Tampa Bay Buccaneers

Depth Charged

The unnoticed strong play of Marcus Jones and Anthony McFarland has helped the Bucs’ defensive line dominate


DE Marcus Jones could have an increased role next Sunday

With 39 sacks through 13 games, the Tampa Bay Buccaneers appear to be on the verge of breaking the team record of 44, set in 1997. When and if that occurs, DT Warren Sapp (11.5 sacks) will rightfully receive a large chunk of credit and DE Chidi Ahanotu (6.5) and DT Brad Culpepper (6.0) will share in the accolades.

Those three plus DE Steve White (1.0 sacks) have been every bit of the passrushing force that league observers expected them to be entering 1999. While they have all played at the top of their games, they can also pass a little of the credit on to super subs Marcus Jones and Anthony McFarland, who have toiled quietly but effectively. With Jones and McFarland providing starter-quality play, Tampa Bay coaches feel comfortable giving any member of their front four a rest, leading to fresher legs in the second half.

"Marcus and Anthony are a big reason why we've been able to put pressure on the quarterback late in the game," said Head Coach Tony Dungy. "We are able to rotate six guys in and keep everyone fresh. We That has been a big reason why we've been effective with our pass rush in the fourth quarter."

Sunday's game against Detroit was evidence of that. Tampa Bay recorded three of its four sacks of QB Gus Frerotte in the second half, two on Detroit's final two drives. Not only did Frerotte hit the deck four times, he was constantly on the run in the final period; in fact, his desperate fourth-down incompletion on Detroit's final play was heaved while Sapp was dragging him to the ground.

The one sack recorded by the Buccaneers in the first half went to none other than Jones, who trapped Frerotte for a 13-yard loss to kill a Detroit drive that had reached the Bucs' 43. It was the fifth sack of the season for Jones, who is pushing Ahanotu and Culpepper for second place on the squad despite playing approximately 20 snaps per game. Those numbers continue to prove the value of a key off-season switch – Jones was moved from his defensive tackle position to defensive end during the off-season and has taken to the new position swimmingly.

"Marcus has played well all year," said Dungy. "He had one of his better games against Detroit. He put a lot of pressure on the quarterback. We've been flipping him from the right to the left side to give both Steve and Chidi a rest. We weren't sure when we started this experiment (of moving Jones to end) if he would be able to handle that, but he has."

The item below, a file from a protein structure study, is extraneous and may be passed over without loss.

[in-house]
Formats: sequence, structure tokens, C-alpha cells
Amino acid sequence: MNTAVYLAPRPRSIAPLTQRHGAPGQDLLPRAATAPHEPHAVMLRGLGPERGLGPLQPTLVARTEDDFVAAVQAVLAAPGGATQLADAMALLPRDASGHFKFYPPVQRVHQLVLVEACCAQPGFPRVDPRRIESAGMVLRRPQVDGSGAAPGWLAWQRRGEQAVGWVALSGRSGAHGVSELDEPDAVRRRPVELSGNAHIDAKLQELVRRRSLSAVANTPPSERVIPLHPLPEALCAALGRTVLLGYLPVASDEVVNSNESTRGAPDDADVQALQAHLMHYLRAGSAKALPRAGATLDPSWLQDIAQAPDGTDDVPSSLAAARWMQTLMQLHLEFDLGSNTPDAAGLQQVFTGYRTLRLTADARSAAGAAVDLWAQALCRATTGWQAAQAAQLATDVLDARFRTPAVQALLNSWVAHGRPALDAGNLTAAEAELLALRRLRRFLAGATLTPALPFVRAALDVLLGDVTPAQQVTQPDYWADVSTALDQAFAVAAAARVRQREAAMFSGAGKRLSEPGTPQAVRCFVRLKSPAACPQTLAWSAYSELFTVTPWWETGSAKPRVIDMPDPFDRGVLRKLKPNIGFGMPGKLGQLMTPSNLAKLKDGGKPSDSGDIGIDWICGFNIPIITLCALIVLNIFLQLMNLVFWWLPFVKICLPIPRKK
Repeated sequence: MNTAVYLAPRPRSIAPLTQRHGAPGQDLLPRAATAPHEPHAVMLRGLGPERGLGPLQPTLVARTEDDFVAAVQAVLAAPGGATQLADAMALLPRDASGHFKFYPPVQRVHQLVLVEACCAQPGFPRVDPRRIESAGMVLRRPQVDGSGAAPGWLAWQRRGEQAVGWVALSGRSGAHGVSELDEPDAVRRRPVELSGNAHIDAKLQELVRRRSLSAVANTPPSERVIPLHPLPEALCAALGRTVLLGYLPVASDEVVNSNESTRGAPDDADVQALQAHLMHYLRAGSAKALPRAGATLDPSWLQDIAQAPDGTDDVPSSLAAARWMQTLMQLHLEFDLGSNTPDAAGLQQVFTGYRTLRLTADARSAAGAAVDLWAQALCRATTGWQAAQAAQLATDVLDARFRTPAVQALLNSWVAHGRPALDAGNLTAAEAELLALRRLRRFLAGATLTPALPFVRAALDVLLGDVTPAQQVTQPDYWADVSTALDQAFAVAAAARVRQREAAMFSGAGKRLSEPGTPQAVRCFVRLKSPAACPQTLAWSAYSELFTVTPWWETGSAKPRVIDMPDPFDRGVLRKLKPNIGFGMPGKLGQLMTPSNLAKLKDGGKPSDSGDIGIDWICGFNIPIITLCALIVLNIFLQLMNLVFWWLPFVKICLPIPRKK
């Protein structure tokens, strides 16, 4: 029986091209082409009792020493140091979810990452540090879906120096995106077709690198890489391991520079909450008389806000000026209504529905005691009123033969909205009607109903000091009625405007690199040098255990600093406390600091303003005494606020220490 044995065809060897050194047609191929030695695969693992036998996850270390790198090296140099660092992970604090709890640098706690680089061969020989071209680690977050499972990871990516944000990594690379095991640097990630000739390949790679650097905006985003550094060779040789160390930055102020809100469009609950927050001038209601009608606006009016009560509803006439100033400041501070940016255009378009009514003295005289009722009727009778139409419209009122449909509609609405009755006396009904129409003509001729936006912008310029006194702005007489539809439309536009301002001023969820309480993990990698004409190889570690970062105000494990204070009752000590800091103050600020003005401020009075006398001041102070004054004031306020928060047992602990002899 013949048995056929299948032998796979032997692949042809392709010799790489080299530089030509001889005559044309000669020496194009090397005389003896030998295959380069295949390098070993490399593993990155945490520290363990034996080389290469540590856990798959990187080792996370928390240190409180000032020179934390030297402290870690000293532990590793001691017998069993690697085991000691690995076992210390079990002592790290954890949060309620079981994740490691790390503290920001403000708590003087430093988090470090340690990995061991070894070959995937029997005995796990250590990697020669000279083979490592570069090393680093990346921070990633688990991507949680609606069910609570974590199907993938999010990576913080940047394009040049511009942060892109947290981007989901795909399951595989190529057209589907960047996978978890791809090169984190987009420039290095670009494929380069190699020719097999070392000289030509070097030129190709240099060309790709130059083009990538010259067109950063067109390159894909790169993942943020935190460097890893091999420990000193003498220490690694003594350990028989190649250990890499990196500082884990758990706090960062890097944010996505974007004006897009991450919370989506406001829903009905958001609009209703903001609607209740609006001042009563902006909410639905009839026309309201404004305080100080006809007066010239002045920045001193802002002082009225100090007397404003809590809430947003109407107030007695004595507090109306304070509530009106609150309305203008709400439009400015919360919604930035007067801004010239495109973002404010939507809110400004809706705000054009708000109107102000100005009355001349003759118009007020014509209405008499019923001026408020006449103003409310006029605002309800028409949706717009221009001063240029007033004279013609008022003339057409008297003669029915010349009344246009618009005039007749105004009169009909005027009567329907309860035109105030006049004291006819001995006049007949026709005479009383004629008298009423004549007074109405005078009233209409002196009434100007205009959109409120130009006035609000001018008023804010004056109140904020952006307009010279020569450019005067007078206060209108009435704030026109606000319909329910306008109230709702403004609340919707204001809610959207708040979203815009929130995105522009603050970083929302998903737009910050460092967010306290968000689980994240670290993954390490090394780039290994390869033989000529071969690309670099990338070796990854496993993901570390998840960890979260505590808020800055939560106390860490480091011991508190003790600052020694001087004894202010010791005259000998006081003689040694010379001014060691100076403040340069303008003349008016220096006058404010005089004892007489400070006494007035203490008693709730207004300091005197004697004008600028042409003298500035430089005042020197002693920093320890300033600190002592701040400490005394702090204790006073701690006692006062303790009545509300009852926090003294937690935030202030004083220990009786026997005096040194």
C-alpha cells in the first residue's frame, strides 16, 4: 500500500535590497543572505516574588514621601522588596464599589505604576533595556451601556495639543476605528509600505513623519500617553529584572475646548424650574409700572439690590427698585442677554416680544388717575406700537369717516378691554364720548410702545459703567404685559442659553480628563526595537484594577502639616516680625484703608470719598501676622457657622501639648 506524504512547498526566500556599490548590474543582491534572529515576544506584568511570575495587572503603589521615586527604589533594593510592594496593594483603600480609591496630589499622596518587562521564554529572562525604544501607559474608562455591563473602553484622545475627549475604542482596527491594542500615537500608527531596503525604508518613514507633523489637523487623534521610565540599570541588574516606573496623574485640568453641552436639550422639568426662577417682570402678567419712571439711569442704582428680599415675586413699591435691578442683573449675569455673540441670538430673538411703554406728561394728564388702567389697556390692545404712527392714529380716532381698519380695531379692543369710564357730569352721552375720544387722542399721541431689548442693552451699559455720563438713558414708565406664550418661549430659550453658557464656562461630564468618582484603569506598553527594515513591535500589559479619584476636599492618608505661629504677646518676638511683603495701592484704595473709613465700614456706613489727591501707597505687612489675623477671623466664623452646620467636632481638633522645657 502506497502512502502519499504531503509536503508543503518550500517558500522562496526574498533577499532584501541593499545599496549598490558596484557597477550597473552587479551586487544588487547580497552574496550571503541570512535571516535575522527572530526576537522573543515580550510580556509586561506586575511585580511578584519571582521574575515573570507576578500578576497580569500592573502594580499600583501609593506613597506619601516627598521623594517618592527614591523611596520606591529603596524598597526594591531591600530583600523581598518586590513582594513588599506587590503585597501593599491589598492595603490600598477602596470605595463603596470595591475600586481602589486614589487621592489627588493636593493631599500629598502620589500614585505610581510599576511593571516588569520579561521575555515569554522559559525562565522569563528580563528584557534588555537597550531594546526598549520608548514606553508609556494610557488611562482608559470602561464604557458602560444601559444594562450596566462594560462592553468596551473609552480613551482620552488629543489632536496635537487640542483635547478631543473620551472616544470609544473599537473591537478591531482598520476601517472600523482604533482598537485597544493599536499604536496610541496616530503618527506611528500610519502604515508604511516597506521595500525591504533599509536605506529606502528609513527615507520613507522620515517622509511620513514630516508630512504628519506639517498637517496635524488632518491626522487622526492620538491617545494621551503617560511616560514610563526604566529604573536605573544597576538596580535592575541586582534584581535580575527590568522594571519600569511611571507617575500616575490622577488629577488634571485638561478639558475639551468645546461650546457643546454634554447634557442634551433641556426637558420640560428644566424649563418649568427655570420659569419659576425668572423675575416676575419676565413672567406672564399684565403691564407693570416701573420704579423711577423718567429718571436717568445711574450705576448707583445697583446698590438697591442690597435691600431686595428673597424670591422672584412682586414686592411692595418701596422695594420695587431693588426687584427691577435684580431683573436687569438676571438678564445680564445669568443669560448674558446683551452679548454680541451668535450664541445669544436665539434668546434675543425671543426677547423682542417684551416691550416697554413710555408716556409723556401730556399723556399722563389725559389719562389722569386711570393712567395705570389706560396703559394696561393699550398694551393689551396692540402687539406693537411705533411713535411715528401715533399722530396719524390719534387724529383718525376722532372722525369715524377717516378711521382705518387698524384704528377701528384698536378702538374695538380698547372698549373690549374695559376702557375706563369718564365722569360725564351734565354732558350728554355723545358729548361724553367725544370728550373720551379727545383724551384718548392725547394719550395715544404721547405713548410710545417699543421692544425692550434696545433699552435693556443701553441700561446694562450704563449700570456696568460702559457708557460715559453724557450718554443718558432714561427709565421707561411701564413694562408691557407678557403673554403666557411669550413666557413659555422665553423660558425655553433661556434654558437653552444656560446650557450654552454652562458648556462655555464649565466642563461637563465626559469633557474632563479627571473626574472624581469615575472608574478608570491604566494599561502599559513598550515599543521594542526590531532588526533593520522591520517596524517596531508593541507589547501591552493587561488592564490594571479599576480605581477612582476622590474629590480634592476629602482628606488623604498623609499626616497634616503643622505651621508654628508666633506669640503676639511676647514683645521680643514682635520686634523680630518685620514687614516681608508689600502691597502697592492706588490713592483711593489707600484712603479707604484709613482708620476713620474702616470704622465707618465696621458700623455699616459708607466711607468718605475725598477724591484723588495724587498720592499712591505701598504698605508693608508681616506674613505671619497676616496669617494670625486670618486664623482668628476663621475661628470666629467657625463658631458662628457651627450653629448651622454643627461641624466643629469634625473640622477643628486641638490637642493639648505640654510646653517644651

McFarland, the Bucs' first-round draft choice, has just one sack but has been the team's primary defensive tackle substitute all season. Some thought McFarland was a curious choice for the Bucs in last April's draft, since defensive tackle was a position of strength. However, Tampa Bay felt McFarland's talents were too good to pass up and also envisioned the exact scenario that has developed.

Jones could be an even more important figure on Sunday in Oakland if the Bucs current injury situation stays as it is. Tampa Bay is pleased with the overall health of its roster, but DE Steve White is struggling with a turf toe injury that will probably keep him out of practice on Wednesday and Thursday. Though NFL teams do not announce an official injury report until Wednesday, the Buccaneer training room indicated on Monday that White would likely be considered questionable. White has been playing with the injury for several weeks but significantly aggravated it against Detroit.

That could thrust Jones into the starting role at right end, where he appeared for two games earlier this season when White had a previous injury. Jones graded out well in his earlier starts and, since he has handled every other role with aplomb this year, would be expected to maintain the Bucs' high level of defensive line play. He has already put himself among the group of most improved players in the NFL this season, as his 30 tackles, five sacks and one forced fumble have eclipsed his 1996-98 totals of 32 tackles, one sack and one fumble recovery. Jones could even record the sack that puts the Buccaneers over their 1997 record. Tampa Bay would need to average just two sacks per game over the final three contests to take the mark, and they have averaged exactly three per game so far. Of those 39 sacks, 24 have come in the second half, as many of the Buccaneers victories have ended similarly to Sunday's Detroit game, with the opponent attempting to put together a last-minute game-tying drive.

That the Buccaneers could break the team records for sacks and wins in the same season is not likely a coincidence. Tampa Bay first reached the 40-sack plateau in 1979, getting exactly 40 en route to a 10-6 season and iuts first playoff berth. After upping the record to 42 in 1983, a non-playoff season, the Buccaneers then set the bar at 44 in 1997, when they tied the franchise win record with another 10-6 campaign.

All of which underscores the value of a sustained pass rush. And that, as the Buccaneers can tell you in 1999, underscores the value of depth on the defensive line.

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